Last year, Seattle-based welterweight Ben “Flat Top” Fodor returned to fighting after a couple years off and has been having a good run in the professional ranks after a long period of amateur excellence.
In four bouts since making the move up to the pro ranks, Fodor is undefeated, though the road back wasn’t an easy one.
“I’d taken a long break, a couple of years off, and I felt like I had a long of ring rust,” Fodor told MMAWeekly.com. “Everything was hard, harder than I thought. But every fight I’ve gotten better, and if you watch my fights in a row, you see each mistake get fixed and get better.”
During his time away from active competition, Fodor made news as real-life superhero Phoenix Jones. It was feeling he could differentiate the two aspects of his life, fighting in a cage and fighting crime, that allowed Fodor to return to MMA full time.
“I always worried that someone was going to think that my fighting was to promote my Phoenix Jones work, or that my Phoenix Jones work was to promote my fighting, but it just got to a point where I felt I could do what I wanted,” said Fodor.
“I’d always been training in the gym, but just without the intention of fighting. When the Cage Warrior Combat show came up (in 2013), I thought it was a good opportunity and I was going to give it a shot.”
While Fodor is able to separate one career from another, he’s found that often others aren’t so easily able to distinguish the two.
“I think they have a hard time wrapping their heads around everything,” he said. “I think they think I’m some kind of show. But they don’t realize I have actual skills. I was a fighter who used his fighting skills to become a super hero and then went back to what he’s good at.”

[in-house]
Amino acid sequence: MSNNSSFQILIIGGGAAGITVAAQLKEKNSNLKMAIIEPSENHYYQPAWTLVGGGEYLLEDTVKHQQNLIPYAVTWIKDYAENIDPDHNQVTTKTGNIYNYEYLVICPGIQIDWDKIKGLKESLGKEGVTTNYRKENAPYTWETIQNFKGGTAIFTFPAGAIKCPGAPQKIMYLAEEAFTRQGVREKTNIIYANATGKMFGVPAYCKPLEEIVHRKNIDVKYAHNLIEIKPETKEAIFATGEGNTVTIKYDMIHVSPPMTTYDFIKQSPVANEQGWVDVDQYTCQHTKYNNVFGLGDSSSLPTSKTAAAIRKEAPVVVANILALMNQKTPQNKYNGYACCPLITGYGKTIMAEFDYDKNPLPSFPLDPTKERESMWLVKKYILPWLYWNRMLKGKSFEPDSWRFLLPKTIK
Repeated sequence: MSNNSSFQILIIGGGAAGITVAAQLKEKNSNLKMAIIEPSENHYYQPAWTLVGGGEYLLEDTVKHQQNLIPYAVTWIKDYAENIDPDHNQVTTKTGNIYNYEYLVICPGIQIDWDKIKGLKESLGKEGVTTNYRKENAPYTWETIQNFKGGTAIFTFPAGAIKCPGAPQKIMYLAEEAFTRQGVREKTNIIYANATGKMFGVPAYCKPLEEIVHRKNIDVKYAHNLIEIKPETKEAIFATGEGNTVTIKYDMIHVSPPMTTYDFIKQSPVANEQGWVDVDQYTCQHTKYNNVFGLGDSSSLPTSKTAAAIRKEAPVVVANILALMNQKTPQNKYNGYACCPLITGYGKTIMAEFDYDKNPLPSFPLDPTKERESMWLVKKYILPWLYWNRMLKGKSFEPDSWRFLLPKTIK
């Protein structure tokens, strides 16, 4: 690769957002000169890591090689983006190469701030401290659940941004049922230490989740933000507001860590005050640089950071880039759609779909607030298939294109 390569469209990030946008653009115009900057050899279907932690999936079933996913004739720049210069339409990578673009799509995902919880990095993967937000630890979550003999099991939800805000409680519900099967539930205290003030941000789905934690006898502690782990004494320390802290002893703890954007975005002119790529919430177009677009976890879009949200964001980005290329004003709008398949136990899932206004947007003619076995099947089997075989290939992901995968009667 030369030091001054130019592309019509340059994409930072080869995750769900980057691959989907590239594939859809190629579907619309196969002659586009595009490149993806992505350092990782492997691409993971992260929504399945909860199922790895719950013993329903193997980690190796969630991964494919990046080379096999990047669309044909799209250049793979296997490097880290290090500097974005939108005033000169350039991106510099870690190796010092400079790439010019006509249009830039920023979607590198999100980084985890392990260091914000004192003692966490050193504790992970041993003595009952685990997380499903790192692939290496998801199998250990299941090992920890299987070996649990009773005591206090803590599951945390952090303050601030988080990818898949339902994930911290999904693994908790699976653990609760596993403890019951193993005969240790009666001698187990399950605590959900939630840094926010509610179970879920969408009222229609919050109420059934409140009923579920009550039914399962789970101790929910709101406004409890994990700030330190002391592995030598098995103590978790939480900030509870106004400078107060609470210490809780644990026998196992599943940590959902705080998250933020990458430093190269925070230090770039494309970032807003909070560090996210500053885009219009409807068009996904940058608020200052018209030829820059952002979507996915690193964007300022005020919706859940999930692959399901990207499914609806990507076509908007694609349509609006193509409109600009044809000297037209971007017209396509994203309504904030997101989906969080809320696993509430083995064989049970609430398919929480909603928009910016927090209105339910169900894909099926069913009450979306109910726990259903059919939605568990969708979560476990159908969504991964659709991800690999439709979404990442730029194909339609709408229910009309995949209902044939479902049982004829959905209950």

Fodor (4-0) will look to keep his undefeated ways going at Super Fight League: America 2 on Saturday night against unblemished prospect Tyson Cunningham (3-0) in Tacoma, Wash., in a 170-pound title fight.
“I think the key is controlling the takedown,” said Fodor. “I have to make sure I sprawl and get (Cunningham) off me and get angles on him. I think my technical boxing is going to out-match him. I’ve got good hands, but it’s not just the power, it’s the angles that I come from. I don’t think he’s ready for that.
“If we go to the ground, I’m going to do a lot of getting up or submission attempts. I don’t want stay in the guard or sitting there with him on top – he’s just too dangerous for that.”
Fighting for the SFL American welterweight title is a big thing for Fodor, as he looks at the larger picture of his career overall when considering championships.
“Winning is the most important thing, winning is what it about, but the other thing is your legacy,” he said. “I need to prove to my son at some point that I had a reason and this was worth it. Titles are something I take to him when he’s 20 and say I was a champion and it’s something I can prove.”